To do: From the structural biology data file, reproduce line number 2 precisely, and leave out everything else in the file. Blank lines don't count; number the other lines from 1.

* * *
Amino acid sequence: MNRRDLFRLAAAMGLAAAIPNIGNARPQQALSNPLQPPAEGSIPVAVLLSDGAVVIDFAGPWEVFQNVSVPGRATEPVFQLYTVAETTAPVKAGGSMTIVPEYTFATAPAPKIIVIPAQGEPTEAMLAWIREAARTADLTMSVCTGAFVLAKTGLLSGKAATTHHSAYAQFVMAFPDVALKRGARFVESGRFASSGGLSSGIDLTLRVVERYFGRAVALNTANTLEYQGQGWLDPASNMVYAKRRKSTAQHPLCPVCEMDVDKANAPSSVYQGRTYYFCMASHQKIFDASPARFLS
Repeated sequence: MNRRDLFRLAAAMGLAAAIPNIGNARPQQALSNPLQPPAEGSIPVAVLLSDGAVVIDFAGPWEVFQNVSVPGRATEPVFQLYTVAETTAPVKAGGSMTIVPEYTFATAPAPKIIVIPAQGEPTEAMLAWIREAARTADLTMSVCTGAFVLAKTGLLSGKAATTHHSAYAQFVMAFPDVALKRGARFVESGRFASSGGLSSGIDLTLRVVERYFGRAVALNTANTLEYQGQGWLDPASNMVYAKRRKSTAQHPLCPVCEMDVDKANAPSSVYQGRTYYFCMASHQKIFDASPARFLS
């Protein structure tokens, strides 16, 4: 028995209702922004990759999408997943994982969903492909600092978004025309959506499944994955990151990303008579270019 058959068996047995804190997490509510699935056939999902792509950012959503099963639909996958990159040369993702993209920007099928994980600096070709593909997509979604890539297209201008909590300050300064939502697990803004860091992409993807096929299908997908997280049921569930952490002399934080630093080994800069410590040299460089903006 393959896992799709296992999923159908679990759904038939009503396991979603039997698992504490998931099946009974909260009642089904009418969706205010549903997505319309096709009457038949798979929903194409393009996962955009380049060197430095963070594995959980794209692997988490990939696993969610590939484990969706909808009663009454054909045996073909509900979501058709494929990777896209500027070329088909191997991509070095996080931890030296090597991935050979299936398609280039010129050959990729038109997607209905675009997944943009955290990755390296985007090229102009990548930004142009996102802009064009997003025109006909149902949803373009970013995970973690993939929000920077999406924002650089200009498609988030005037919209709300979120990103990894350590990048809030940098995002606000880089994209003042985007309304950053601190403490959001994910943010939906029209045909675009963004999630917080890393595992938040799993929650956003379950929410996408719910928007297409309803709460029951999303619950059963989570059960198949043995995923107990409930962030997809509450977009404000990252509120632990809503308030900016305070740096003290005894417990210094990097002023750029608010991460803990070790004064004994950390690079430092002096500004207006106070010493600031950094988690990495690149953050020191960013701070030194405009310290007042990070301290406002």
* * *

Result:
Repeated sequence: MNRRDLFRLAAAMGLAAAIPNIGNARPQQALSNPLQPPAEGSIPVAVLLSDGAVVIDFAGPWEVFQNVSVPGRATEPVFQLYTVAETTAPVKAGGSMTIVPEYTFATAPAPKIIVIPAQGEPTEAMLAWIREAARTADLTMSVCTGAFVLAKTGLLSGKAATTHHSAYAQFVMAFPDVALKRGARFVESGRFASSGGLSSGIDLTLRVVERYFGRAVALNTANTLEYQGQGWLDPASNMVYAKRRKSTAQHPLCPVCEMDVDKANAPSSVYQGRTYYFCMASHQKIFDASPARFLS